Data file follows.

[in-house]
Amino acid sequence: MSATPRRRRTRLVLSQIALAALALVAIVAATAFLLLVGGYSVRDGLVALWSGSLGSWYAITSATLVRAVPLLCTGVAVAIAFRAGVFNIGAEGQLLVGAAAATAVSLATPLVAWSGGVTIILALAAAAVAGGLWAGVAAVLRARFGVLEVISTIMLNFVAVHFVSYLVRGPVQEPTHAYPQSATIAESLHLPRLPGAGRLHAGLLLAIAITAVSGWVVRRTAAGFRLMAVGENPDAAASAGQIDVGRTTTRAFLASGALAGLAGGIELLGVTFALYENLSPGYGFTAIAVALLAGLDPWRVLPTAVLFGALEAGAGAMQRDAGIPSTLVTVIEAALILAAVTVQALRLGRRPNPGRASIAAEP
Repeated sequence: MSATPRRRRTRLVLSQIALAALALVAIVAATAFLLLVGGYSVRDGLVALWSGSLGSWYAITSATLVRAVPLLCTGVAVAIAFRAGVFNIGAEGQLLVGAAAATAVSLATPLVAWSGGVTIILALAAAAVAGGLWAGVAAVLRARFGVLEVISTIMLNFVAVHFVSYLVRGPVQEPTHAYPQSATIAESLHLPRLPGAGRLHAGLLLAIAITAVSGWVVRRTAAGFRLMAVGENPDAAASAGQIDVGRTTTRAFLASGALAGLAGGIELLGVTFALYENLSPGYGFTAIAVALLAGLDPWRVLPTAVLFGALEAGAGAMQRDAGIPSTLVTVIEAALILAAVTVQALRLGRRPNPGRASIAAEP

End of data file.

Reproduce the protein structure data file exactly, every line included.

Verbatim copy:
[in-house]
Amino acid sequence: MSATPRRRRTRLVLSQIALAALALVAIVAATAFLLLVGGYSVRDGLVALWSGSLGSWYAITSATLVRAVPLLCTGVAVAIAFRAGVFNIGAEGQLLVGAAAATAVSLATPLVAWSGGVTIILALAAAAVAGGLWAGVAAVLRARFGVLEVISTIMLNFVAVHFVSYLVRGPVQEPTHAYPQSATIAESLHLPRLPGAGRLHAGLLLAIAITAVSGWVVRRTAAGFRLMAVGENPDAAASAGQIDVGRTTTRAFLASGALAGLAGGIELLGVTFALYENLSPGYGFTAIAVALLAGLDPWRVLPTAVLFGALEAGAGAMQRDAGIPSTLVTVIEAALILAAVTVQALRLGRRPNPGRASIAAEP
Repeated sequence: MSATPRRRRTRLVLSQIALAALALVAIVAATAFLLLVGGYSVRDGLVALWSGSLGSWYAITSATLVRAVPLLCTGVAVAIAFRAGVFNIGAEGQLLVGAAAATAVSLATPLVAWSGGVTIILALAAAAVAGGLWAGVAAVLRARFGVLEVISTIMLNFVAVHFVSYLVRGPVQEPTHAYPQSATIAESLHLPRLPGAGRLHAGLLLAIAITAVSGWVVRRTAAGFRLMAVGENPDAAASAGQIDVGRTTTRAFLASGALAGLAGGIELLGVTFALYENLSPGYGFTAIAVALLAGLDPWRVLPTAVLFGALEAGAGAMQRDAGIPSTLVTVIEAALILAAVTVQALRLGRRPNPGRASIAAEP